I'm a geek about input and output. I've written about new input before
and made some passing references to new forms of output
. One specifically struck me recently as being under-explored, and worth a look. Sound.
Humans beings are accustomed to aural feedback – very possibly more so than almost any other stimuli...sight may win out, but not by as much as we might think. Most machinery or equipment we use makes use of sound to tell us things: microwaves beep, phones ring, and cars have all manner of chimes and noises. Even on computers we're used to audio feedback. Many applications make effective use of sound to let you know an operation has completed successfully or to alert you to a problem.
The basis of web output. It's everywhere.
Barely used, and that's sad.
Not used on the web. Probably don't want to go down this road.
Or this road.
Maybe this road.
|The five senses and where we use them on the web.|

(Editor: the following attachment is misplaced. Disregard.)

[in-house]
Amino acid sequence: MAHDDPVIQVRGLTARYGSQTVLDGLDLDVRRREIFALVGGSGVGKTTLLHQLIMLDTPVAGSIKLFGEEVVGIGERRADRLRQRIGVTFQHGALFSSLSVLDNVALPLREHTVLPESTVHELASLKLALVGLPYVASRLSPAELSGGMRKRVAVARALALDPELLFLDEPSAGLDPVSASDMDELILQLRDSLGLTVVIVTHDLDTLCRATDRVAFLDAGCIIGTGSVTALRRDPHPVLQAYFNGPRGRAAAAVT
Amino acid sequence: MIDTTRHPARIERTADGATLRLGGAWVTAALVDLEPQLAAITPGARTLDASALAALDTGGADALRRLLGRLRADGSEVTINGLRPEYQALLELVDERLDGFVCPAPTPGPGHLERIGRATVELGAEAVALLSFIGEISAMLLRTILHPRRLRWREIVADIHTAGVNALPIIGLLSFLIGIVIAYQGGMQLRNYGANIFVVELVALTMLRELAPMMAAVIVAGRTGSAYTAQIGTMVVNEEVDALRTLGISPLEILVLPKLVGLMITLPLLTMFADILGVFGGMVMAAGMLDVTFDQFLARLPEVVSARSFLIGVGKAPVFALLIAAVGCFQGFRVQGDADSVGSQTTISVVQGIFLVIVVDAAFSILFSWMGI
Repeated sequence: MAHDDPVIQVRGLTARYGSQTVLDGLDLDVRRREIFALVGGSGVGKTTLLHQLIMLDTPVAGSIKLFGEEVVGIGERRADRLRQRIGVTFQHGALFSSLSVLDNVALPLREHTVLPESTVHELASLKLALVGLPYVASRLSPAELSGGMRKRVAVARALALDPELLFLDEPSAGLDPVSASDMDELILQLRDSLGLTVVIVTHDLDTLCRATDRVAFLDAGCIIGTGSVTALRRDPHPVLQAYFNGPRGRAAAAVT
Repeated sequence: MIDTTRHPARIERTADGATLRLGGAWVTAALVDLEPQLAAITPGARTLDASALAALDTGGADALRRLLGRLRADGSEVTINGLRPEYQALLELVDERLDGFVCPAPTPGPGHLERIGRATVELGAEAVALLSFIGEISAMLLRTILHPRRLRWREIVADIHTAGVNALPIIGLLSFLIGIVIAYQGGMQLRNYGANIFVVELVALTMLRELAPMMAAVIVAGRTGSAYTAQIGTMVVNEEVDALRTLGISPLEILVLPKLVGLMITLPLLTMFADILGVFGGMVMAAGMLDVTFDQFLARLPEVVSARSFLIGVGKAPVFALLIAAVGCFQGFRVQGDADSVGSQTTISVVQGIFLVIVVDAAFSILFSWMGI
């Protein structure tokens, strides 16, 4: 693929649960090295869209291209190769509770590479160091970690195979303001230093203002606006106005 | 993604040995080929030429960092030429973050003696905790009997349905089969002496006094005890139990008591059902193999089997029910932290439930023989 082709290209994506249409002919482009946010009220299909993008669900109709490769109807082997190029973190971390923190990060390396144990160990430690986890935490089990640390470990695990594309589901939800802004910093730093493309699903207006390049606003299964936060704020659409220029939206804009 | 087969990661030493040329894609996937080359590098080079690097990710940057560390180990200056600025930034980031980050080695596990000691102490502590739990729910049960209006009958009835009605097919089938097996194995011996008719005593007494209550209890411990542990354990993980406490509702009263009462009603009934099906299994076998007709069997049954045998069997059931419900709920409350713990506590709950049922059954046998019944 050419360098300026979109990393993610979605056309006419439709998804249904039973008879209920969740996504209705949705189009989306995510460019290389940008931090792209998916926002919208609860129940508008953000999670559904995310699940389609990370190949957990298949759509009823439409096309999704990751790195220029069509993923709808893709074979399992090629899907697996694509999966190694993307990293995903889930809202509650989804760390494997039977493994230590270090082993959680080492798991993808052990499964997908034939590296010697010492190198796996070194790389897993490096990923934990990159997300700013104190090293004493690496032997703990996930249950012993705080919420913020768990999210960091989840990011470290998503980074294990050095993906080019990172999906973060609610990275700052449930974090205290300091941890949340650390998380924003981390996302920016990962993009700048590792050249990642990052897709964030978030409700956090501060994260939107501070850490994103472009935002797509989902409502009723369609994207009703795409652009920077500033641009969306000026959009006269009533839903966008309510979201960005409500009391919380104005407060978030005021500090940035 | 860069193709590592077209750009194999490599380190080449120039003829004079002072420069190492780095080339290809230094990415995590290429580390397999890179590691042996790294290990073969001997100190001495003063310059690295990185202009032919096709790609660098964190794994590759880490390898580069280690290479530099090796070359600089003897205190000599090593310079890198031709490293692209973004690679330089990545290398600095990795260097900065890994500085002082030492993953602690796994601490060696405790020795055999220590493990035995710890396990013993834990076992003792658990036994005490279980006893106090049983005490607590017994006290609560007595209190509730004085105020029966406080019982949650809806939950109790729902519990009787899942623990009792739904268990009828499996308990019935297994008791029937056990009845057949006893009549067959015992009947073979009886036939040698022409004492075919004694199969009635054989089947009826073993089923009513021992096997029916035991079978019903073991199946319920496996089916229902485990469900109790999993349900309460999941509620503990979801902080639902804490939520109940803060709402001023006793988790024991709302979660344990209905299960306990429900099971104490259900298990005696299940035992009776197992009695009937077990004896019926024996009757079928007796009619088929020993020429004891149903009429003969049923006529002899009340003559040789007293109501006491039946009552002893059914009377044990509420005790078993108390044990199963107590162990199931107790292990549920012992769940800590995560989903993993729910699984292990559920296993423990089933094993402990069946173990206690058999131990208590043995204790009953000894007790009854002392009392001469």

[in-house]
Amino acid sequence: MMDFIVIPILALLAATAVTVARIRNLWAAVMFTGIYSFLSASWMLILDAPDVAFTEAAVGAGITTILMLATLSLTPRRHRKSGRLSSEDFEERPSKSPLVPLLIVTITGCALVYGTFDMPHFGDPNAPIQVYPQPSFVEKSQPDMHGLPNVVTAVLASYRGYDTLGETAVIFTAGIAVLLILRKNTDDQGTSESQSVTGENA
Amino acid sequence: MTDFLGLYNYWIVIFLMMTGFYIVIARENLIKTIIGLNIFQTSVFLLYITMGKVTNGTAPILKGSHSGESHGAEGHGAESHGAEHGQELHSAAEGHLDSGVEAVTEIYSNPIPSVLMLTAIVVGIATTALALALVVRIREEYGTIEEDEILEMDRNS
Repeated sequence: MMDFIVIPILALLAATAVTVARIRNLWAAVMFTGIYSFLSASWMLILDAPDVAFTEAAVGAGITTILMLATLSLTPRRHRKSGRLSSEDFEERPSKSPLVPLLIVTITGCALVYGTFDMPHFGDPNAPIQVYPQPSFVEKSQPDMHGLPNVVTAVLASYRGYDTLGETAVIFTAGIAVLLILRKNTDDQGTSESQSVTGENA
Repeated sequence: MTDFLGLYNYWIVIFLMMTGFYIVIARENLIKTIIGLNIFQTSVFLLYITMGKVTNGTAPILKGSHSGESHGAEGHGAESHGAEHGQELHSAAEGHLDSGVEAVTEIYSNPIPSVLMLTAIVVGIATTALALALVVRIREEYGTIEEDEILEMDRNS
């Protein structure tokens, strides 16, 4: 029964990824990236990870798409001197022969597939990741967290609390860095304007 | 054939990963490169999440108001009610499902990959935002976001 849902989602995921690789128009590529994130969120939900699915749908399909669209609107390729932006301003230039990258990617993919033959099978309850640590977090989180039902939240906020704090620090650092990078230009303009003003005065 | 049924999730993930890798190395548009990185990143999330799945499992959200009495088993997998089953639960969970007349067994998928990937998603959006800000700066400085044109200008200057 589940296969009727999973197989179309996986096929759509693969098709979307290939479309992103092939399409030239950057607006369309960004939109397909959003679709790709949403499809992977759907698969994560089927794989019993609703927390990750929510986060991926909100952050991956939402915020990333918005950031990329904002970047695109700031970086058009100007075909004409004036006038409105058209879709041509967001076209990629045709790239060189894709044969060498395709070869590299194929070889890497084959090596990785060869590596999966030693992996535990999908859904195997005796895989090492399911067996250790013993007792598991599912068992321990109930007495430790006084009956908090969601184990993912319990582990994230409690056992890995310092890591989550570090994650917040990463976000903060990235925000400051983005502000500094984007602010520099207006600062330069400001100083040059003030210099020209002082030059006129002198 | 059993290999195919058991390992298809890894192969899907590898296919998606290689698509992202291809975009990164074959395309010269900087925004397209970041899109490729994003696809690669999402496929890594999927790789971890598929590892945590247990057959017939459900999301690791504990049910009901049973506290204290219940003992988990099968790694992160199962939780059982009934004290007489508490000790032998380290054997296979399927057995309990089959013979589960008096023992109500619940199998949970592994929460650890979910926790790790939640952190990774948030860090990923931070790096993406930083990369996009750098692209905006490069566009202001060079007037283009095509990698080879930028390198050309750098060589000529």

The Web, on the other hand, makes very little use of sound – and when it does, it's usually obnoxious. I can't speak for everyone but any site that autostarts background music (especially, God help us all, MIDI music) gets the instant back button. So why would I campaign for more sound on sites? Because while sound and music can be obnoxious they can also be effective
– it's all in the execution.
You could argue that we already get audio feedback from web sites, all the time. Mouse clicks and keyboard clicks are an audible indicator that we've taken an action or clicked on something. Does that tell me what I've done? Have I clicked on something that will carry out an action? I have no idea. With AJAX gaining popularity we've actually lost an indicator – the page refresh has always been a stark, obvious visual cue that we've gone somewhere...now we may not even have that.
Sound is powerful, and familiar. Computers have had speakers for decades now and with good reason. And while the instances of sound we encounter on the Web may be annoying, that's no reason for us to dismiss one of our primary senses out of hand. Let's look into effective ways to use sound to enhance Web experiences. The tools and opportunities are here, we just need to get on board.
Any great examples of effective sound use on the 'tubes? We'd love to hear about them.